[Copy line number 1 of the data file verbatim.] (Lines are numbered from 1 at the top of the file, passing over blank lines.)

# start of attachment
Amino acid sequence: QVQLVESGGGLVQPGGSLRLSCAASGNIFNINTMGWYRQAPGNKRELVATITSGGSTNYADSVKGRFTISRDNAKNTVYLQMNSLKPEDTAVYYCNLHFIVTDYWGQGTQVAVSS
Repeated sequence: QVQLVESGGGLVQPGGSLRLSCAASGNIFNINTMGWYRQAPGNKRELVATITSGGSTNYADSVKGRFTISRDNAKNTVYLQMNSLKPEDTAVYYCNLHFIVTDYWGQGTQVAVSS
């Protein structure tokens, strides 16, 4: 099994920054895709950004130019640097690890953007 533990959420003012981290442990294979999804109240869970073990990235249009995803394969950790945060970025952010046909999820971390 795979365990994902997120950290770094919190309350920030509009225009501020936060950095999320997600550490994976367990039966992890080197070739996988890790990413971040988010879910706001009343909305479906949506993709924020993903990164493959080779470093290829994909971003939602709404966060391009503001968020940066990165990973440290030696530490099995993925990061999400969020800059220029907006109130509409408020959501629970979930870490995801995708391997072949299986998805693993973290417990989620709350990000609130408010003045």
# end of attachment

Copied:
Amino acid sequence: QVQLVESGGGLVQPGGSLRLSCAASGNIFNINTMGWYRQAPGNKRELVATITSGGSTNYADSVKGRFTISRDNAKNTVYLQMNSLKPEDTAVYYCNLHFIVTDYWGQGTQVAVSS